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Enhancement of Chemical Activation via Radical-Dependent Mechanisms: An Emerging Concept in Chemical-Chemical Interactions.

Authors
Trush-MA; Thompson-DC
Source
Oxygen Radicals in Biology and Medicine 1989:739-744
Link
NIOSHTIC No.
00190564
Abstract
Examples were given of chemical activation via radical dependent mechanisms and their pharmacologic and toxicologic implications were discussed. Studies were conducted using bleomycin-A2 (11116317) and butylated-hydroxytoluene (128370) (BHT). Bleomycin-A2, a glycopeptide antibiotic used in chemotherapy, is activated in the presence of iron and reactive oxygen species to an intermediate which can cleave DNA-deoxyribose, producing toxic base propenals. Enzymes associated with the endoplasmic reticulum or nuclear membrane catalyze this reaction. While the enhanced generation of activated bleomycin within tumor cells is beneficial, occurrence of this process in host cells is not. The administration of BHT results in pulmonary toxicity as reflected in damage to type-I alveolar cells. Microsomes from various animal tissues, including the lung, can enhance the activity of BHA. BHT is first converted to its radical intermediate and then to its electron reduced electrophilic species, BHT-quinone-methide. The subcutaneous administration of BHA resulted in an enhanced lung/body weight ratio indicating BHT induced lung damage.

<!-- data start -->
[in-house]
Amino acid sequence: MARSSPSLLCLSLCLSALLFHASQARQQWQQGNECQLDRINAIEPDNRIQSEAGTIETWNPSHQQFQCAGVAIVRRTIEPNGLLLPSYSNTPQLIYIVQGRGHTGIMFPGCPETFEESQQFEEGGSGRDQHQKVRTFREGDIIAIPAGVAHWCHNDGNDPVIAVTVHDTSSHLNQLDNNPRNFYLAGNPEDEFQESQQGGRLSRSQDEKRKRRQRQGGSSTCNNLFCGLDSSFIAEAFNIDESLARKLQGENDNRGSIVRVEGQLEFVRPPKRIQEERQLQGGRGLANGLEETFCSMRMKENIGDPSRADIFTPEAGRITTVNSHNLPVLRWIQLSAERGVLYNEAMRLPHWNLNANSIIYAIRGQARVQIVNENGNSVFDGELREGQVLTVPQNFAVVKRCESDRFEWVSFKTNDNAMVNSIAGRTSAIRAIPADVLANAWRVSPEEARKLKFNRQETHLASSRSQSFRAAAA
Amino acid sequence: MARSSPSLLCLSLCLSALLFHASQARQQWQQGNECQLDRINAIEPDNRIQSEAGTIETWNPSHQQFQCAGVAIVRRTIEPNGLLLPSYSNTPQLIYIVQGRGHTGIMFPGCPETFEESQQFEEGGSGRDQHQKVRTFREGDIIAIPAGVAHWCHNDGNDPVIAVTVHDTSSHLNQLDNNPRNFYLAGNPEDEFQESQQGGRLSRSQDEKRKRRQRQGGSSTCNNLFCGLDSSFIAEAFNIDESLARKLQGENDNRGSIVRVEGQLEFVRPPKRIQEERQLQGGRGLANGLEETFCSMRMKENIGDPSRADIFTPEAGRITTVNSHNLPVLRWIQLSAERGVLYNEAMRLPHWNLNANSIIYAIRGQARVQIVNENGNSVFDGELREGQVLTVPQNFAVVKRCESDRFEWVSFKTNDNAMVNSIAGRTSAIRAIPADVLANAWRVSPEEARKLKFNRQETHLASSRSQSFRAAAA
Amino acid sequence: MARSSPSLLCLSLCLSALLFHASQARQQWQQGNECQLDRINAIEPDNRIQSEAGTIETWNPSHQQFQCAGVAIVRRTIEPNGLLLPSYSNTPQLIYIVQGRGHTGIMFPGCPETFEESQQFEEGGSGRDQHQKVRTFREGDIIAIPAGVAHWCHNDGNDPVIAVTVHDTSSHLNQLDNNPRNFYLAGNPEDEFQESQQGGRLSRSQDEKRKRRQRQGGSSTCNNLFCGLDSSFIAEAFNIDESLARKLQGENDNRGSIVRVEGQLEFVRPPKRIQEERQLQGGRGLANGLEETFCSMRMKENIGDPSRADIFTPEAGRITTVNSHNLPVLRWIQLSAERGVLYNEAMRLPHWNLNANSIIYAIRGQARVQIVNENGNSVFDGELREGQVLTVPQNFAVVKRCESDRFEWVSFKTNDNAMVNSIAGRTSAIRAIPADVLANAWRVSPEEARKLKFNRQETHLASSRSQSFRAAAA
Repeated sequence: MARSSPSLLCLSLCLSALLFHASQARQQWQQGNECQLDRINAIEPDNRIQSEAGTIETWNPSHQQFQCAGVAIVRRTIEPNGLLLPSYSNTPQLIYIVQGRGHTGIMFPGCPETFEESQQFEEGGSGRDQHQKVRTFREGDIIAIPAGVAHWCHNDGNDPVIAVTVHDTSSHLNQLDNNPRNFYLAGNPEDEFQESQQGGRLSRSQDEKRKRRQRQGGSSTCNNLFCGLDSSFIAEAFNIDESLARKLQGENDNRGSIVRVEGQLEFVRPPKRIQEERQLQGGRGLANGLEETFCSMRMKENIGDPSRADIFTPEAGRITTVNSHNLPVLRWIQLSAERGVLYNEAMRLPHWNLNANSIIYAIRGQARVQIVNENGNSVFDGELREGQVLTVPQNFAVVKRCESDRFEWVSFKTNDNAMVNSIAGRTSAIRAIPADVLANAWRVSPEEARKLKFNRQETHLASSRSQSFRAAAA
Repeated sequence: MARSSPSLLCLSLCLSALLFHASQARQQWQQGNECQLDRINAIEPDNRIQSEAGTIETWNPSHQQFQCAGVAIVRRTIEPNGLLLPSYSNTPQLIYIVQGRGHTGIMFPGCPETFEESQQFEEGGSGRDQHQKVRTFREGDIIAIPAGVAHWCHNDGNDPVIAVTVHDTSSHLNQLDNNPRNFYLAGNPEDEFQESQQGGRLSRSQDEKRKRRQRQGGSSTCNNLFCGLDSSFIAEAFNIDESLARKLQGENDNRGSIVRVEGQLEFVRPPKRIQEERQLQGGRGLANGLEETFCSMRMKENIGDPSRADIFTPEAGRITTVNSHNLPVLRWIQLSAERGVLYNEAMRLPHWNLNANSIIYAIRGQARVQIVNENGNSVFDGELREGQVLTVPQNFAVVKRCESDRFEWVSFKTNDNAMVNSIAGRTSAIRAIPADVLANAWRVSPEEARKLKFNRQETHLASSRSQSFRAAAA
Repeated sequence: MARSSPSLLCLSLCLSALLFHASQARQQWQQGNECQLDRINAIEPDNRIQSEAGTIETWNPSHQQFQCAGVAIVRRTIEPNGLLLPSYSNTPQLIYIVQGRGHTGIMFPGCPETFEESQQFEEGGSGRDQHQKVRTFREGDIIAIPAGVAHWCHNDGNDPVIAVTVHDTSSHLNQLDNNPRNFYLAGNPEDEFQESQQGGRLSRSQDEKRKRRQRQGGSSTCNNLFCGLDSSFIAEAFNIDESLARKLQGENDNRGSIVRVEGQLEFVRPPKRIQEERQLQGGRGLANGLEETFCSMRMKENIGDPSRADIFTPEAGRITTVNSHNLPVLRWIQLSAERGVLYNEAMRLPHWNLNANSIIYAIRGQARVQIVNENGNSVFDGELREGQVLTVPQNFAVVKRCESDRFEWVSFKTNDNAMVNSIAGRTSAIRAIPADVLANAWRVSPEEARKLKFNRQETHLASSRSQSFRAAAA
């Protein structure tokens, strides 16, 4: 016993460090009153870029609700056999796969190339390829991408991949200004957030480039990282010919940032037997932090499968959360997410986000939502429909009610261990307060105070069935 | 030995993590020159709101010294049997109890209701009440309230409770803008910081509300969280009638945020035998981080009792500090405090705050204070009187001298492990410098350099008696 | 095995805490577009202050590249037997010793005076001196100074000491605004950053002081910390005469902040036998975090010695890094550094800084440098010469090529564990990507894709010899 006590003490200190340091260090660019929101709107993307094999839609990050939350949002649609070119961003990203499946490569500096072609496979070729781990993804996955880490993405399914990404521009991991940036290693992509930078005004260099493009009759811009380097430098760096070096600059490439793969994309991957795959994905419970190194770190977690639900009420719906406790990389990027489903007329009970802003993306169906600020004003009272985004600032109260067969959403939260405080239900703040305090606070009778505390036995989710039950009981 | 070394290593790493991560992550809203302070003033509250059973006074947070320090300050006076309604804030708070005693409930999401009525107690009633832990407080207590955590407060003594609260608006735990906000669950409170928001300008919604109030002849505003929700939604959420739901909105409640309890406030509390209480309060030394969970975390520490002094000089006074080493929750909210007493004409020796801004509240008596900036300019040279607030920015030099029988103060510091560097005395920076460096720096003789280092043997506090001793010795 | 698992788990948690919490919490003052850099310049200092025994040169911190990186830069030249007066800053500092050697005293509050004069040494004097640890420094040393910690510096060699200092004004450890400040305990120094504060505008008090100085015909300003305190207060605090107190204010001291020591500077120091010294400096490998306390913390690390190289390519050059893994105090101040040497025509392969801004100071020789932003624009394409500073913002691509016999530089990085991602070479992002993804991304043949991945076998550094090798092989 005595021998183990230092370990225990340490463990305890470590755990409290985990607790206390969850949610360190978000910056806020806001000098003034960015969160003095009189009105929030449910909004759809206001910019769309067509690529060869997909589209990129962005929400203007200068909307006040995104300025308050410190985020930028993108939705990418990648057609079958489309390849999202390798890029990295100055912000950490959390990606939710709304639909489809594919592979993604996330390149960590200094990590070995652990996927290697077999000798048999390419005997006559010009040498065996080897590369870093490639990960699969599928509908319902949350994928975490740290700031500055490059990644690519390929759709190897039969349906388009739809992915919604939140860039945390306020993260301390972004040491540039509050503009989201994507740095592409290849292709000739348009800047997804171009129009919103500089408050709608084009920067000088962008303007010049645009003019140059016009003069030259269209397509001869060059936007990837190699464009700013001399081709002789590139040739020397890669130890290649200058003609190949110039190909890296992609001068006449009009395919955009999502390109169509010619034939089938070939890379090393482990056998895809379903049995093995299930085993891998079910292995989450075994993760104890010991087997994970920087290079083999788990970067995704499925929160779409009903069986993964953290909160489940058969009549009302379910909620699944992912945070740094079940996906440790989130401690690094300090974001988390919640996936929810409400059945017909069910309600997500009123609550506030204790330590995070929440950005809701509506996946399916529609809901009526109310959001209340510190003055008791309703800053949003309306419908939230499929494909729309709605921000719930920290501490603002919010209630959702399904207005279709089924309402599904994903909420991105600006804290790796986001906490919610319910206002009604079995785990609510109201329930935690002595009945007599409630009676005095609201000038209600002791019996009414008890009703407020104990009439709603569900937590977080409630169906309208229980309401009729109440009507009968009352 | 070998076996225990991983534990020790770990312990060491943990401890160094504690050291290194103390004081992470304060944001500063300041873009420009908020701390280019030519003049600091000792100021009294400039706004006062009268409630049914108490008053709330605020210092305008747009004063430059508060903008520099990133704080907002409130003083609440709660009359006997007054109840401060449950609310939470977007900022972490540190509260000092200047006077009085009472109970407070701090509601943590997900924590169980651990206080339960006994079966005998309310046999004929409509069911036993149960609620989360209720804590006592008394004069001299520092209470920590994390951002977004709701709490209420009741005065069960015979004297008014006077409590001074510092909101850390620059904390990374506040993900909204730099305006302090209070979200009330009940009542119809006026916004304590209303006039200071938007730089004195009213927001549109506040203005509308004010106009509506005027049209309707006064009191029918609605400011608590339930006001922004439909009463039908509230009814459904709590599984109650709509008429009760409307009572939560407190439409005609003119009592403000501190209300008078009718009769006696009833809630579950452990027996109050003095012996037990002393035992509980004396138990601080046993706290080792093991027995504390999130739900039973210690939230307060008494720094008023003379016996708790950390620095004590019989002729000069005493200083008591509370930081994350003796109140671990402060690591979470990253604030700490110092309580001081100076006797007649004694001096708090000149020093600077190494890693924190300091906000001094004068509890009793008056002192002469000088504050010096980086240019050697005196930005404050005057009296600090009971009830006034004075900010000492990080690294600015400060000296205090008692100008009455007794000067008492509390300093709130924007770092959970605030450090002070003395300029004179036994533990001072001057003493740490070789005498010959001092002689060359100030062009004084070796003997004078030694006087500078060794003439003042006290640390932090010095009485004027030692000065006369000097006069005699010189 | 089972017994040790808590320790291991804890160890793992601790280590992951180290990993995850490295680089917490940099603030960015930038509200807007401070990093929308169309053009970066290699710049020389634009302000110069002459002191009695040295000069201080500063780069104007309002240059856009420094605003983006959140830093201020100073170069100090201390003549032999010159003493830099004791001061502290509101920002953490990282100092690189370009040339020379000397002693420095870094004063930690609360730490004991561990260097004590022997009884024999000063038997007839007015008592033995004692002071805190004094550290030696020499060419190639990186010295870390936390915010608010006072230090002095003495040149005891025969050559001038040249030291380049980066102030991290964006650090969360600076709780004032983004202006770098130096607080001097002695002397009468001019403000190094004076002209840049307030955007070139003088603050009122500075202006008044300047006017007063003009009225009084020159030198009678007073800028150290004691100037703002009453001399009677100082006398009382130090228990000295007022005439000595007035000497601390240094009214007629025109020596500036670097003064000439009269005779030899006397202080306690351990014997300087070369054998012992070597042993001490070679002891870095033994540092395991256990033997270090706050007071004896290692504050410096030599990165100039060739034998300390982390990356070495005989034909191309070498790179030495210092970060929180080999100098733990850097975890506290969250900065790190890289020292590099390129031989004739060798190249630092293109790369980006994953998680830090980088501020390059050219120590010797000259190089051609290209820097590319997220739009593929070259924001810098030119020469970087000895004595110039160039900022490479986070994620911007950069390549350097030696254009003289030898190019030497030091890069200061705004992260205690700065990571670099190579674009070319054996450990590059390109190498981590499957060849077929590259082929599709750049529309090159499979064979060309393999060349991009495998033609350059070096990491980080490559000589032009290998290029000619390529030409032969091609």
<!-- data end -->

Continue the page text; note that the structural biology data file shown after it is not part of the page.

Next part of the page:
Keywords
NIOSH-Grant; Cancer; Drug-interaction; Metabolic-study; Antineoplastic-agents; Laboratory-animals; Pulmonary-system-disorders;
Contact
Environmental Health Sciences Johns Hopkins University 615 N Wolfe Street Baltimore, MD 21205
CAS No.
11116-31-7; 128-37-0;
Publication Date
19890101
Document Type
Book or book chapter;
Editors
Simic-MG; Taylor-KA; Ward-JF; Sonntag-C;
Funding Amount
36409.00
Funding Type
Grant;
Fiscal Year
1989
NTIS Accession No.
NTIS Price
Identifying No.
Grant-Number-R03-OH-01833
Priority Area
Asthma and Chronic Obstructive Pulmonary Disease; Disease and Injury; Pulmonary-system-disorders;
Source Name
Oxygen Radicals in Biology and Medicine
State
MD;
Performing Organization
Johns Hopkins University, Baltimore, Maryland
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